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Jaw Tremor Resulting in Broken Teeth: On the Essential Tremor Spectrum

Authors:

Nora C. Hernandez,

Department of Neurology, Yale School of Medicine, Yale University, New Haven, CT, US
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Elan D. Louis

Department of Neurology, Yale School of Medicine, Yale University, New Haven, CT; Department of Chronic Disease Epidemiology, Yale School of Public Health, Yale University, New Haven, CT; Center for Neuroepidemiology and Clinical Neurological Research, Yale School of Medicine, Yale University, New Haven, CT, US
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Abstract

Background: Jaw tremors in essential tremor (ET) rarely represent anything other than a cosmetic concern.

Phenomenology Shown: A case of an ET patient whose jaw tremor was severe enough to result in cracked teeth.

Educational Value: It behooves treating clinicians to be aware of the full spectrum of this movement disorder.

How to Cite: Hernandez NC, Louis ED. Jaw Tremor Resulting in Broken Teeth: On the Essential Tremor Spectrum. Tremor and Other Hyperkinetic Movements. 2015;5:354. DOI: http://doi.org/10.5334/tohm.278
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  Published on 02 Nov 2015
 Accepted on 15 Oct 2015            Submitted on 05 Oct 2015

Cranial tremors, including head, voice, and jaw tremors, can occur in patients with essential tremor (ET), often becoming more prevalent with longer disease duration.1 Jaw tremor has been estimated to occur in 7.5–18.0% of ET patients, with prevalence related to the method of case ascertainment.2 The tremor more often occurs when the mouth is open (e.g., during speech) rather than closed. While the tremor may range from mild to severe, it is rare for jaw tremor to represent anything other than a cosmetic concern. We are unaware of any documented cases of jaw tremor producing bodily injury. We now report an 86-year-old female diagnosed with ET in her early 70s; her symptoms had begun at age 71. In August 2015, she was enrolled and consented to be a participant in a clinical research study approved by the Yale University Ethics Committee. At that time, she reported no family history of ET. By history, the tremor involved her arms, head, jaw, and voice, with marked jaw tremor being a major issue. On examination, there was mild postural tremor and moderate-to-severe kinetic tremor of both arms, with head and voice tremors. There was also a prominent jaw tremor. Additional history was as follows: by 2014, her jaw tremor had become so severe that she described her teeth as clicking continuously, at times forcefully striking against one another. The first catastrophic event occurred in September 2014. Her jaw movements had become severe and she broke her first right upper bicuspid tooth; a crown was introduced as a result of this. A second episode occurred soon after when she broke that crown and her adjacent canine tooth, for which she required a bridge. After that episode, she was placed on primidone, eventually reaching a dose of 250 mg/day, with a consequent marked (>50%) reduction in jaw tremor (Video 1). Such severe jaw tremor is a rare occurrence in patients with ET. Nevertheless, it behooves clinicians to be aware of the full spectrum of this disorder and of the potential consequences of cranial tremors in ET patients.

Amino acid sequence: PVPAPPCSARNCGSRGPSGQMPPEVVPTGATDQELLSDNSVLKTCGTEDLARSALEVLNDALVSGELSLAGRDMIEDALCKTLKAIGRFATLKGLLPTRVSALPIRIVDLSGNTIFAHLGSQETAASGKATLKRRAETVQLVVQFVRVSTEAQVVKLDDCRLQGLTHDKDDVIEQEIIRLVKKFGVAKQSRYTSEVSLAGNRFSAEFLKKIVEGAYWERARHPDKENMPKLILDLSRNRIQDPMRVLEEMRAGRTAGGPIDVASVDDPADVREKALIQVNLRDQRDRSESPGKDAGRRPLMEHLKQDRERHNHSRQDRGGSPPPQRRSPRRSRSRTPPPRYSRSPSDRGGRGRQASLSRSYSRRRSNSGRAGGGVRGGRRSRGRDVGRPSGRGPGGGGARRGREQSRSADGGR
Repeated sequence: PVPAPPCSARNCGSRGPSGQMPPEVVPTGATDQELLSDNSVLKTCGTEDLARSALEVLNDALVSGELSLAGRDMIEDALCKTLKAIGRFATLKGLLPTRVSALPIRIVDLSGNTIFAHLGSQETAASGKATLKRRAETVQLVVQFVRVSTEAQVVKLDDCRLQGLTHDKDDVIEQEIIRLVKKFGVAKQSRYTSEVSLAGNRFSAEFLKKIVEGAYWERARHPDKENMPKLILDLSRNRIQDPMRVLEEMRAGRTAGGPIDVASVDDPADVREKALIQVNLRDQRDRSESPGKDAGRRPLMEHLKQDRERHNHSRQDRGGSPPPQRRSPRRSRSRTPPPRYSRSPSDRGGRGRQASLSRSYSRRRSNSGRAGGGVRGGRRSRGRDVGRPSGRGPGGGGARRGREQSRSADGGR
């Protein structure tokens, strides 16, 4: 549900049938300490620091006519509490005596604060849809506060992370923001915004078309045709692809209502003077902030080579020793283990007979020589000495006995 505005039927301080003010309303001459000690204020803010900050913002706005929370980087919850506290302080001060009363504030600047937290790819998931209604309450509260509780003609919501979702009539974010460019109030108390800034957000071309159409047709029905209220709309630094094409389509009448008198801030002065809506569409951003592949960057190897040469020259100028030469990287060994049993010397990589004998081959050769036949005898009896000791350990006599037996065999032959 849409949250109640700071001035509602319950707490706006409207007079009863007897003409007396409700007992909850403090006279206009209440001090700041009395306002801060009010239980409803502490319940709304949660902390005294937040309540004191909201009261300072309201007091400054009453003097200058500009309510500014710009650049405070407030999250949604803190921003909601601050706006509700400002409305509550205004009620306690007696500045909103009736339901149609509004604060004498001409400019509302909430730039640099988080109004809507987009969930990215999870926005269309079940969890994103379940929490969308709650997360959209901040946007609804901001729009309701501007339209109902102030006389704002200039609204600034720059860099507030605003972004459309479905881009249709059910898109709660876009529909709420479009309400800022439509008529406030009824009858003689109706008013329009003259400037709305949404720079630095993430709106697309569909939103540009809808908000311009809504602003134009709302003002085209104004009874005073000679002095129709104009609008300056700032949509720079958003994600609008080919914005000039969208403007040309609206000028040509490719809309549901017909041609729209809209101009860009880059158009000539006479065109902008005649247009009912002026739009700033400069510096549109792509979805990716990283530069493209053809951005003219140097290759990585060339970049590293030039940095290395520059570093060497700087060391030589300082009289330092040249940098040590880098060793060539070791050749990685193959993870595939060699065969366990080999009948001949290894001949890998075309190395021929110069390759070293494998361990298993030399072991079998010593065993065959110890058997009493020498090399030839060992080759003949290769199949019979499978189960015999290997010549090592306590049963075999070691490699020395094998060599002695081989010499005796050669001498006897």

Video 1 

Tremor of the Jaw Is Evident during Speech and Sustained Phonation. The patient is treated with primidone 250 mg/day, which has resulted in a substantial (i.e., 50%) reduction in her jaw tremor.

Notes

1 Funding: Dr. Louis has received research support from the National Institutes of Health: NINDS R01 NS042859 (principal investigator), NINDS R01 NS39422 (principal investigator), NINDS R01 NS086736 (principal investigator), NINDS R01 NS073872 (principal investigator), NINDS R01 NS085136 (principal investigator) and NINDS R01 NS088257 (principal investigator). 

2 Financial Disclosures: None. 

3 Conflict of Interest: The authors report no conflict of interest. 

4 Ethics Statement: All patients that appear on video have provided written informed consent; authorization for the videotaping and for publication of the videotape was provided. 

References

  1. Louis, ED, Gerbin, M and Galecki, M (2013). Essential tremor 10, 20, 30, 40: clinical snapshots of the disease by decade of duration. Eur J Neurol 20: 949–954. doi:http://dx.doi.org/10.1111/ene.12123. [PubMed]  

  2. Louis, ED, Rios, E, Applegate, LM, Hernandez, NC and Andrews, HF (2006). Jaw tremor: prevalence and clinical correlates in three essential tremor case samples. Mov Disord 21: 1872–1878. doi:http://dx.doi.org/10.1002/mds.21069. [PubMed]  

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